Name of Monument:Sidi ‘Uqba (mosque, minaret and tomb)
Location:The site of Sidi ‘Uqba is located approximately 6 km south of Tehouda and abut 20 km east of Biskra, on the Khengat Sidi Nadji road, Sidi ‘Uqba, Biskra, Algeria
Date of the monument:Hegira 67–416 / AD 686–1025
Period / Dynasty:Zirid
Description:‘Uqba ibnNafi, one of the Prophet’s companions and governor of Ifriqiya, met his death during a battle against Koceïla and his troops, who were waiting for him near Tehouda on his return from a victorious expedition that had led him as far as the Atlantic. The Sidi ‘Uqba mosque was built around ‘Uqba ibnNafi’s tomb.The sanctuary and the mosque demonstrated great simplicity, all the architectural elements having been covered over in white-washed mortar; not a single expensive, ornate or precious material was used for the construction. The mosque‘s layout is not dissimilar to that of the most ancient mosques, notably the very first one built by the Prophet himself, as is demonstrated by the parallel positioning of the bays to the qibla wall. The column bases were linked together by a raised section of floor, about 10 cm, that defined the area required for the aligned prostration of worshippers. The columns, some of which are palm-tree trunks covered in white-washed mortar, are crowned with capitals moulded from white-washed mortar, and support arches from which all decoration is absent. Highlighted by an arch – which is decorated with stucco featuring simple geometric motifs and irregular tracery – the mihrab is crowned by a semi-circular dome with radiating fluting. The capitals are also fluted, and are thus suggestive of highly stylised palm trees. Two domes emerge from the terrace that covers the prayer hall; one over the tomb, the other over the space in front of the mihrab.The famous two-leafed door, made of carved cedarwood, that guards the access to the prayer hall from one of the three entrances from the side courtyard, was moved to the opposite wall during development work undertaken in the mosque in 1969–70. Renovation work and work involving the ‘integration’ of the mosque into an enormous cultural complex were carried out over the last few years under the claim of endowing the sanctuary and mosque with some ‘gloss’: in fact, this work has totally defaced the spirit of the place.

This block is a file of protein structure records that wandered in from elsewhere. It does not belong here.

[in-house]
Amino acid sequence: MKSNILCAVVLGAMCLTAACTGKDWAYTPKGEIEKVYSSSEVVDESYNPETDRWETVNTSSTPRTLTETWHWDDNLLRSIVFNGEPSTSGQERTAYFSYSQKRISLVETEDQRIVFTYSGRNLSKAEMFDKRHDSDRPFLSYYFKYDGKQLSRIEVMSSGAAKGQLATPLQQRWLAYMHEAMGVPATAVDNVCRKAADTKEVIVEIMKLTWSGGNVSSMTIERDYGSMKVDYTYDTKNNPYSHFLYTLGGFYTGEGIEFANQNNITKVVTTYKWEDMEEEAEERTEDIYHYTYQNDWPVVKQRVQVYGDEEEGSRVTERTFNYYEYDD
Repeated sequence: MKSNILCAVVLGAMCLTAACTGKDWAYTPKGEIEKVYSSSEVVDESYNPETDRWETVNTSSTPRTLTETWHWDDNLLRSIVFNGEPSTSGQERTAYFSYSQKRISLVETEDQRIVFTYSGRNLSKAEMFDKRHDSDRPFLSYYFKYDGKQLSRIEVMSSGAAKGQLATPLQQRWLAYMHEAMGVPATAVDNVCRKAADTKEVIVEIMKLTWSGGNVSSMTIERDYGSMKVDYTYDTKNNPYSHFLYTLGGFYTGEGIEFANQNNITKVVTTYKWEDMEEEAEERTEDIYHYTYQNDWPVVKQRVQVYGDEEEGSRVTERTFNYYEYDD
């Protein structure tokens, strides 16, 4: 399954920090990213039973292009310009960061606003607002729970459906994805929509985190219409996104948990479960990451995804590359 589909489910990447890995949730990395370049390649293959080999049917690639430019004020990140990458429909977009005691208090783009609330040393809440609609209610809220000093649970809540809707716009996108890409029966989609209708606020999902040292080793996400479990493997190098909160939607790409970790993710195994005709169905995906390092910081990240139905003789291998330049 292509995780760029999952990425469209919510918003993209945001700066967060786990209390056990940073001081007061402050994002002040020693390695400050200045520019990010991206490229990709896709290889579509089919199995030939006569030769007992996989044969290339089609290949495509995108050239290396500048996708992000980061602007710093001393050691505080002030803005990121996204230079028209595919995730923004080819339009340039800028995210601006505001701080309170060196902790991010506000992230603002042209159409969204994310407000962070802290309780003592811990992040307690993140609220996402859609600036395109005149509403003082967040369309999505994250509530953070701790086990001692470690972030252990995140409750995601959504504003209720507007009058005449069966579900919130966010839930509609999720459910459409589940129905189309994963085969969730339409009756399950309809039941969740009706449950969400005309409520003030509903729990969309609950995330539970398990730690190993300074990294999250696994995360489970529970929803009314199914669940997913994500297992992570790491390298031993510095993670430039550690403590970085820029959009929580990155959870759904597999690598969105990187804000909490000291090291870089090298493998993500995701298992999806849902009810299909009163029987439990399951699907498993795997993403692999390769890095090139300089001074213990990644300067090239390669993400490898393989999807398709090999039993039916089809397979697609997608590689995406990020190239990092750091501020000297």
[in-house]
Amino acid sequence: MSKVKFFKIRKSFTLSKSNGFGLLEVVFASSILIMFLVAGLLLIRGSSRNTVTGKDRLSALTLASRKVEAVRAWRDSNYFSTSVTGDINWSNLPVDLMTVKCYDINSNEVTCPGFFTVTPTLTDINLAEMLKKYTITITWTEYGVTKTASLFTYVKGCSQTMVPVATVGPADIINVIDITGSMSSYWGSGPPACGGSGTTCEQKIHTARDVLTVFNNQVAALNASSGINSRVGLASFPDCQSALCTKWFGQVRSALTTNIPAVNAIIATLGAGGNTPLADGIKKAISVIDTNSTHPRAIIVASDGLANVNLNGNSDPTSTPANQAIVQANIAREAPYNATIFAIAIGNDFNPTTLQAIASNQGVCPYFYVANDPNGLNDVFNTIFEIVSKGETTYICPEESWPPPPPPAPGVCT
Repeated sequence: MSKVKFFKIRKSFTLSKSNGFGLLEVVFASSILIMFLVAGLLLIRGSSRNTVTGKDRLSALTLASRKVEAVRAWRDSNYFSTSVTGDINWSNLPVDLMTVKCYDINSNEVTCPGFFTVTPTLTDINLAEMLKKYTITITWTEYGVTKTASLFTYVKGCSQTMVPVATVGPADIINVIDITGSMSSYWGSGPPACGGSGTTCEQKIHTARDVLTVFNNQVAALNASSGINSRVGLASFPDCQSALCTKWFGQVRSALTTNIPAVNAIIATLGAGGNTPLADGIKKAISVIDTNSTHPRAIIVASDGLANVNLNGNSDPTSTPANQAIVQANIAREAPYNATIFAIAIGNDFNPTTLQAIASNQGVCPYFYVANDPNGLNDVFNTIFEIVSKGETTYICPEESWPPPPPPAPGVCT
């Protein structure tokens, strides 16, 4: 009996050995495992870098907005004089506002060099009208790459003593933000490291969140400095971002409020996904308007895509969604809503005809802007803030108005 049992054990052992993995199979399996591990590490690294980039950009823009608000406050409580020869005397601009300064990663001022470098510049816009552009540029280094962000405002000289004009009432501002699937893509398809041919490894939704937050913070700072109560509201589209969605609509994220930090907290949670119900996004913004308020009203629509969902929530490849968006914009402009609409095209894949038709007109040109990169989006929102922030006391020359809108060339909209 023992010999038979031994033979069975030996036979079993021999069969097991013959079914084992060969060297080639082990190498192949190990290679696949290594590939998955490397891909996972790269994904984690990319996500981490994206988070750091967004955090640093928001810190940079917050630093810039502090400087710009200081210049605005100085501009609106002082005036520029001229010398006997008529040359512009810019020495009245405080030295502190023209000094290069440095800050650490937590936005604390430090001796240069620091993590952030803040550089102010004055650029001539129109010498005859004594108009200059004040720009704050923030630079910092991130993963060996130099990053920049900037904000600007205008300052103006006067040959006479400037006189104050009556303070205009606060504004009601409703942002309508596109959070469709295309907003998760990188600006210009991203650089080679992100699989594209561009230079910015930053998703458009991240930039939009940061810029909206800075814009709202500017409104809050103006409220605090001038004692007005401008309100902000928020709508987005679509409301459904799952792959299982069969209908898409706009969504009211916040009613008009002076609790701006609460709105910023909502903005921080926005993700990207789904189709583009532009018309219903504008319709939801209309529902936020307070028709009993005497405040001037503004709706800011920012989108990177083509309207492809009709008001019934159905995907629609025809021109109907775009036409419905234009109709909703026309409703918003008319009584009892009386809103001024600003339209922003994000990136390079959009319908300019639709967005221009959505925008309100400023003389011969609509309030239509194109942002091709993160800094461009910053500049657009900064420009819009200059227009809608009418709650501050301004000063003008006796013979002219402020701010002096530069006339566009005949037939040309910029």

How monument was dated:
Through the gathering of historical sources and stylistic analysis, G. Marçais offers 67 / 686 and 416 / 1025 as dates:
67 / 686 for construction of the tomb; comparing the letters of the inscription on the tomb with those of Kairouanese epitaphs dated to around 416 / 1025 would place the ‘renewing of the sanctuary’ to around the same time. Other inscriptions also exist: on the wall of the sanctuary, a wooden plank carrying an inscription sculpted in relief offers the date of 1215 / 1800; similarly, the mosque’smihrab is dated to 1214 / 1789. According to Captain H. Simon in his “Notes sur le mausolée de Sidi Okba” (Revue africaine, 1909, pl. III), these dates refer to expansions or repairs.
Selected bibliography:Blanchet, P.,La porte de Sidi Okba, Paris, 1900.
Bourouiba, R.,Apports de l’Algérie à l’architecture arabo-islamique, Algiers, 1986.
Bourouiba, R.,L’art religieux musulman en Algérie, Algiers, 1981.
Ministère de l’information et de la culture, Les mosquées en Algérie, Algiers, 1974.
Ibn Khaldun (d. 808H) in his Tariqh writes that Ubqa bin Nafi along with 300 senior companions were martyred, a mosque was built on the grave of Uqba bin Nafi (rad.) and that its a shrine of baraka (blessings) :
واتبعوا عقبة وأصحابه رضي الله عنه حتى إذا غشوه بتهودة ترحّل القوم وكسروا أجفان سيوفهم، ونزل الصبر واستلحم عقبة وأصحابه رضي الله عنهم ولم يفلت منهم أحد. وكانوا زهاء ثلاثمائة منكبار الصحابة والتابعين استشهدوا في مصرع واحد، وفيهم أبو المهاجر كان أصحبه في اعتقاله، فأبلى رضي الله عنه في ذلك اليوم البلاء الحسن، وأجداث الصحابة رضي الله عنهم أولئك الشهداء عقبة وأصحابه بمكانهم ذلك من أرض الزاب لهذا العهد.
وقد جعل على قبر عقبة أسنمة ثم جصّص، واتخذ عليه مسجد عرف باسمه وهو في عداد المزارات ومظان البركة، بل هو أشرف مزور من الأجداث في بقاع الأرض لما توفّر فيه من عدد الشهداء من الصحابة والتابعين الذين لا يبلغ أحد مدّ أحدّهم ولا نصيفه، وأسر من الصحابة يومئذ محمد بن أوس  الأنصاري ويزيد بن خلف العبسيّ  ونفر معهم ففداهم ابن مصاد صاحب قفصة.
From all of the above, we see that one of the oldest mosque in North Africa (only next to Sidi Uqba masjid in Khairoun, Tunisia), was built over the mausoleum and tomb of the companion of the Prophet (peace be upon him) from the earliest of times. And this continued to remain for 1400 years until today with only added works of renovations. There was not a single scholar in Islam who ever objected to it.
The significance of this today being that its another example from pure Sunni Islam to prove false the common Salafi-Wahhabi revisionist history/folklore and propaganda, that such practice of buildings tombs and mosque is considered as idolatry in Sunni Islam or that it should be destroyed, or that these practices were invented by Turks and what not.